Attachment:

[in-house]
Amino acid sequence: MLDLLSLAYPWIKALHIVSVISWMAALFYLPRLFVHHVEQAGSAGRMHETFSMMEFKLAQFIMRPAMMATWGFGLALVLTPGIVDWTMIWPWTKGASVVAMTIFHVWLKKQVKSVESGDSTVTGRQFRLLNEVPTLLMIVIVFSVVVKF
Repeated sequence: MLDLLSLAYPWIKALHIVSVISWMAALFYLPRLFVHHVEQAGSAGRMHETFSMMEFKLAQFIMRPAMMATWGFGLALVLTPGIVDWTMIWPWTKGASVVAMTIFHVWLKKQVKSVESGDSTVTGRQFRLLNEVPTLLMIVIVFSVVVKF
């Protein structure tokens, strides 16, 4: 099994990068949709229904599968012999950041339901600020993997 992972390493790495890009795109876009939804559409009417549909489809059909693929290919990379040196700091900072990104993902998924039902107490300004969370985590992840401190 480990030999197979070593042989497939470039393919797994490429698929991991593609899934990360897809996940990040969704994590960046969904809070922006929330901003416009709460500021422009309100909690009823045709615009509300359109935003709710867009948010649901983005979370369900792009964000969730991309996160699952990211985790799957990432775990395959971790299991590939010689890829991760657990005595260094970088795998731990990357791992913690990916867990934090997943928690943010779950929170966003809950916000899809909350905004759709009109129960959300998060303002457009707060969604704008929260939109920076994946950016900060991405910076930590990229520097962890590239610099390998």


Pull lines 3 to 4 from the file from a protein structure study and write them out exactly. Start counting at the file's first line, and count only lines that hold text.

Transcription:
Repeated sequence: MLDLLSLAYPWIKALHIVSVISWMAALFYLPRLFVHHVEQAGSAGRMHETFSMMEFKLAQFIMRPAMMATWGFGLALVLTPGIVDWTMIWPWTKGASVVAMTIFHVWLKKQVKSVESGDSTVTGRQFRLLNEVPTLLMIVIVFSVVVKF
């Protein structure tokens, strides 16, 4: 099994990068949709229904599968012999950041339901600020993997 992972390493790495890009795109876009939804559409009417549909489809059909693929290919990379040196700091900072990104993902998924039902107490300004969370985590992840401190 480990030999197979070593042989497939470039393919797994490429698929991991593609899934990360897809996940990040969704994590960046969904809070922006929330901003416009709460500021422009309100909690009823045709615009509300359109935003709710867009948010649901983005979370369900792009964000969730991309996160699952990211985790799957990432775990395959971790299991590939010689890829991760657990005595260094970088795998731990990357791992913690990916867990934090997943928690943010779950929170966003809950916000899809909350905004759709009109129960959300998060303002457009707060969604704008929260939109920076994946950016900060991405910076930590990229520097962890590239610099390998």